Sorry for the long rant but I have focused so much time and energy into getting all the way to the top of the nursing food chain, that in reality, I still feel more at home on the floor. I like ranting and grumbling about bad patients/doctors, I like to talk about how hard management is treating us. I like to make fun of the silly things that happen on the floor. I miss being part of a team. I love being the person that the new grad comes to to start an IV. Love spoon feeding that patient untill there food is all gone. Love shaving the long beard of the homeless man, who now looks 25 years younger.
I still work on the floor but not as often and sometimes I think that I wasted so much time looking for something better, when in reality it was in from of my face. (lets not mention all the days I can get off in between 12 hours shifts) I can literally take a vacation every month if I wanted to. I know it really depends on where you work, some floors are an absolute nightmare to work on, but if you find the right floor and the right staff, you will never regret being a floor nurse. If you heart is in it, floor nursing might be right for you. Please don't disregard floor nursing as the entry level, "that's the only job you could find" kind of job, its not that at all. I have a masters FNP and still love the floor.
- 1May 1, '13 by mochamI just started floor nursing about 6 weeks ago. I am into my 12 week orientation and I am having a bit of culture shock, and am conflicted myself. While I absolutely love the interaction I have with "my" patients, I abhor the management where I work. They consistently short staff our floor (which I now understand, many hospitals do), and the seasoned nurses are jumping ship because of the workload. At least, they say they are going to (and some have). This is my third career choice (I am 47) and want to be a well rounded, skilled nurse in a year or two. I don't hate floor nursing, but I can see why they told us in school that it is a serious adjustment to make after graduation. I am very fortunate to have a preceptor who really knows her stuff, but unfortunately, she is not happy either. Right now, I feel "protected" while working with her, as she picks up my slack. In fact, I see all of the nurses on my floor helping each other. But, when there is a consistent shortage on the floor, and the census is high, it is seriously scary to a new nurse who is just learning the ropes and wondering how on Earth I will be able to "do it all" when I am on my own. I can see why there is burn-out.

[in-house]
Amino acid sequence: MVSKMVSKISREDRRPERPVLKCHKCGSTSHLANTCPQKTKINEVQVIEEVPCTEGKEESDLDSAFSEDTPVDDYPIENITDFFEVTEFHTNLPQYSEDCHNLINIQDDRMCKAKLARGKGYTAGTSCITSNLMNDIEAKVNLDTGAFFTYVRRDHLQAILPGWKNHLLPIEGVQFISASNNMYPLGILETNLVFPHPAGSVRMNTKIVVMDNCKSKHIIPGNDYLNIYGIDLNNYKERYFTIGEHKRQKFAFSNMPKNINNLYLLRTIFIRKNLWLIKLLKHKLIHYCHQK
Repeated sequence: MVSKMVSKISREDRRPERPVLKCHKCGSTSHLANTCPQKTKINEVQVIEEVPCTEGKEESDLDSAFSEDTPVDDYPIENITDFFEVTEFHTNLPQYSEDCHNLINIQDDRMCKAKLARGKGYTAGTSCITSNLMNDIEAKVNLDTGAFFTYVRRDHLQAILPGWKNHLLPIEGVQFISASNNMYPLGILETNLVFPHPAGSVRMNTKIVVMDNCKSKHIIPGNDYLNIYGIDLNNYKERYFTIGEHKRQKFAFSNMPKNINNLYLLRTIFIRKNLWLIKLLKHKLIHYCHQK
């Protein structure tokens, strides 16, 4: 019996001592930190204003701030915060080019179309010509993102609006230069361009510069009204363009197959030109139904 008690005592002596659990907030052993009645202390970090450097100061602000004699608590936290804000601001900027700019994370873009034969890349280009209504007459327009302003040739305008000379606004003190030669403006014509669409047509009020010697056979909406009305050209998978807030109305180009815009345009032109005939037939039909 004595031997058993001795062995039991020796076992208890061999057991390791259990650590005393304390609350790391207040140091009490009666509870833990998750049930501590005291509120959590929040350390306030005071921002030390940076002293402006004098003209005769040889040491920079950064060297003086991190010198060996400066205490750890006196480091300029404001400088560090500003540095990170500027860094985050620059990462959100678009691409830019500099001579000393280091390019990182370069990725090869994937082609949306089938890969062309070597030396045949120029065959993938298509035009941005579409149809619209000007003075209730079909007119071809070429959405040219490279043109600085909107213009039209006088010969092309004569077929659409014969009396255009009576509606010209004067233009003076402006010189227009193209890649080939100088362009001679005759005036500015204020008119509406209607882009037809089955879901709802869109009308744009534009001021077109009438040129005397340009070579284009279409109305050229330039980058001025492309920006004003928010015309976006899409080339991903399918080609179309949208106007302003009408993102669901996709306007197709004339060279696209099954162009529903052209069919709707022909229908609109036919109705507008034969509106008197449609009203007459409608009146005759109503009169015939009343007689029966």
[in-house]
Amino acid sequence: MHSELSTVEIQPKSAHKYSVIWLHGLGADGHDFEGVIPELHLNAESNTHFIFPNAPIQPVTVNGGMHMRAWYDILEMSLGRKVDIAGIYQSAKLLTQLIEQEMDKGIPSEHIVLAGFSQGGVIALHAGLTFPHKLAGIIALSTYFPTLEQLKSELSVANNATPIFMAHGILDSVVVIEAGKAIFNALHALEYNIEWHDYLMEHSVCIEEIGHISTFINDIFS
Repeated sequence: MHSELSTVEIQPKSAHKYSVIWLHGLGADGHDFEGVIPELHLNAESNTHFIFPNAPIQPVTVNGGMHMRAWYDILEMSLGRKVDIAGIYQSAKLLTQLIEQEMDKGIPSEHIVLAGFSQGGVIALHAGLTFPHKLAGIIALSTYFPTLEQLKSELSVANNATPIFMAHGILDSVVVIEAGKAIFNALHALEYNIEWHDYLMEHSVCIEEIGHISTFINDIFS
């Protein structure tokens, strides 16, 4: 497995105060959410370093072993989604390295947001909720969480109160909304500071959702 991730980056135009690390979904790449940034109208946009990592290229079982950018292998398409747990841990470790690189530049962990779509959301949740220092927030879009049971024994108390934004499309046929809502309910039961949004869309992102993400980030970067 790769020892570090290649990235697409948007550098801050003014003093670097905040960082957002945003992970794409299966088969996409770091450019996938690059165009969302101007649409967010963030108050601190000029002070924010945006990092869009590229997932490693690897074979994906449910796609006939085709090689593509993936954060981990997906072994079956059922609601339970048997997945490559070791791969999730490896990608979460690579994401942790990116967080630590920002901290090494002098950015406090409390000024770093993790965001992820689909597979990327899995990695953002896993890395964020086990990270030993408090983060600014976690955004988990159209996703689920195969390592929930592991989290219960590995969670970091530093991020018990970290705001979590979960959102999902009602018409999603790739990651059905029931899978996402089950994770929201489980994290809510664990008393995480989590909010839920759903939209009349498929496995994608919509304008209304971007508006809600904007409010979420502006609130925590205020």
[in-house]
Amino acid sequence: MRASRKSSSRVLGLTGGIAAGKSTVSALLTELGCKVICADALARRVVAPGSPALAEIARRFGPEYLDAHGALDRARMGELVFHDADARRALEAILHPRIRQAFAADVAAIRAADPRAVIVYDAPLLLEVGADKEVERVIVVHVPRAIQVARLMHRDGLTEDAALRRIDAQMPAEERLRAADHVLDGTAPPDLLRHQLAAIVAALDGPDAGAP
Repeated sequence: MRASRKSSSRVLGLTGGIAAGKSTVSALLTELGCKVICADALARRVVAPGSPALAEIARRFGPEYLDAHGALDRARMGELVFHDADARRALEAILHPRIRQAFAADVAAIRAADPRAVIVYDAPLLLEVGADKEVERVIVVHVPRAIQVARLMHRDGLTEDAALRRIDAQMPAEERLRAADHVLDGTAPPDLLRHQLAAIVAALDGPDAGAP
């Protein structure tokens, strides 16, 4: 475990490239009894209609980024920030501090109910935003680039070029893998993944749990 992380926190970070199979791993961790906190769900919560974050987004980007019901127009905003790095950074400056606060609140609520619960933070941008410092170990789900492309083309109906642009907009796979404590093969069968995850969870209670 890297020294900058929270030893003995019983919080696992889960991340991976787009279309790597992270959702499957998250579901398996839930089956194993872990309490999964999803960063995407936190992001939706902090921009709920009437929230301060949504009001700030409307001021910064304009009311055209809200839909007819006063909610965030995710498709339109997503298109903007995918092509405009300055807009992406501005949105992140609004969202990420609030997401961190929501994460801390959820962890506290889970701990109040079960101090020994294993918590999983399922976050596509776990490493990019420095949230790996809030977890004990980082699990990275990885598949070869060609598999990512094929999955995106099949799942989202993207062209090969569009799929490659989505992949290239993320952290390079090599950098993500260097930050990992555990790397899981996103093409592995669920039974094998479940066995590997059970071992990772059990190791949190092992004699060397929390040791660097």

- 0May 1, '13 by megank5183I'm glad there are nurses like you, OCRN3! I would want someone like you to take care of me if I were sick. I personally can't stand bedside nursing. I feel more like a waitress/stewardess than a professional. Although I did really like helping people and making their days better, floor nursing just does not suit my personality. It takes many different types to make up nursing but I understand your perspective of always searching for the next best thing....